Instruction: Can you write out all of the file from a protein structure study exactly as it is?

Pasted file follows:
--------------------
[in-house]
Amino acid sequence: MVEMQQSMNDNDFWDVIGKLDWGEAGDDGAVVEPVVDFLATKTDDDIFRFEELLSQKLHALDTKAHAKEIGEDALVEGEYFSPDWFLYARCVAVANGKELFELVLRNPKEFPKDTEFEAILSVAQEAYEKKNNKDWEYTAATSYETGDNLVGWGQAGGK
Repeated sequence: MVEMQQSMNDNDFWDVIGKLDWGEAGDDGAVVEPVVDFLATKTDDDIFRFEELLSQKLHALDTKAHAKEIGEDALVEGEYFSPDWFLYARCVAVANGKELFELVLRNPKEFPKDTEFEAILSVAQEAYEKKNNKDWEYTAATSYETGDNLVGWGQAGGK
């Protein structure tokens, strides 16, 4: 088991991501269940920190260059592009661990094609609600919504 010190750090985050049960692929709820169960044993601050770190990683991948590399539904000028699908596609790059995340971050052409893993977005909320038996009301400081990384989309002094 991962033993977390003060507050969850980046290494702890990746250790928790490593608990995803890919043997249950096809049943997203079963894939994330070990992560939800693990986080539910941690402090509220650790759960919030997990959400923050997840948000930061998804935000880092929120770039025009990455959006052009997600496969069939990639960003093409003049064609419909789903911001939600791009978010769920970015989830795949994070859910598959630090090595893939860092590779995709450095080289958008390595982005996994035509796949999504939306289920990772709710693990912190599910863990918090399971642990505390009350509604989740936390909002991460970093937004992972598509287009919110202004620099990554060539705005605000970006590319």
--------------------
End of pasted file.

[in-house]
Amino acid sequence: MVEMQQSMNDNDFWDVIGKLDWGEAGDDGAVVEPVVDFLATKTDDDIFRFEELLSQKLHALDTKAHAKEIGEDALVEGEYFSPDWFLYARCVAVANGKELFELVLRNPKEFPKDTEFEAILSVAQEAYEKKNNKDWEYTAATSYETGDNLVGWGQAGGK
Repeated sequence: MVEMQQSMNDNDFWDVIGKLDWGEAGDDGAVVEPVVDFLATKTDDDIFRFEELLSQKLHALDTKAHAKEIGEDALVEGEYFSPDWFLYARCVAVANGKELFELVLRNPKEFPKDTEFEAILSVAQEAYEKKNNKDWEYTAATSYETGDNLVGWGQAGGK
């Protein structure tokens, strides 16, 4: 088991991501269940920190260059592009661990094609609600919504 010190750090985050049960692929709820169960044993601050770190990683991948590399539904000028699908596609790059995340971050052409893993977005909320038996009301400081990384989309002094 991962033993977390003060507050969850980046290494702890990746250790928790490593608990995803890919043997249950096809049943997203079963894939994330070990992560939800693990986080539910941690402090509220650790759960919030997990959400923050997840948000930061998804935000880092929120770039025009990455959006052009997600496969069939990639960003093409003049064609419909789903911001939600791009978010769920970015989830795949994070859910598959630090090595893939860092590779995709450095080289958008390595982005996994035509796949999504939306289920990772709710693990912190599910863990918090399971642990505390009350509604989740936390909002991460970093937004992972598509287009919110202004620099990554060539705005605000970006590319």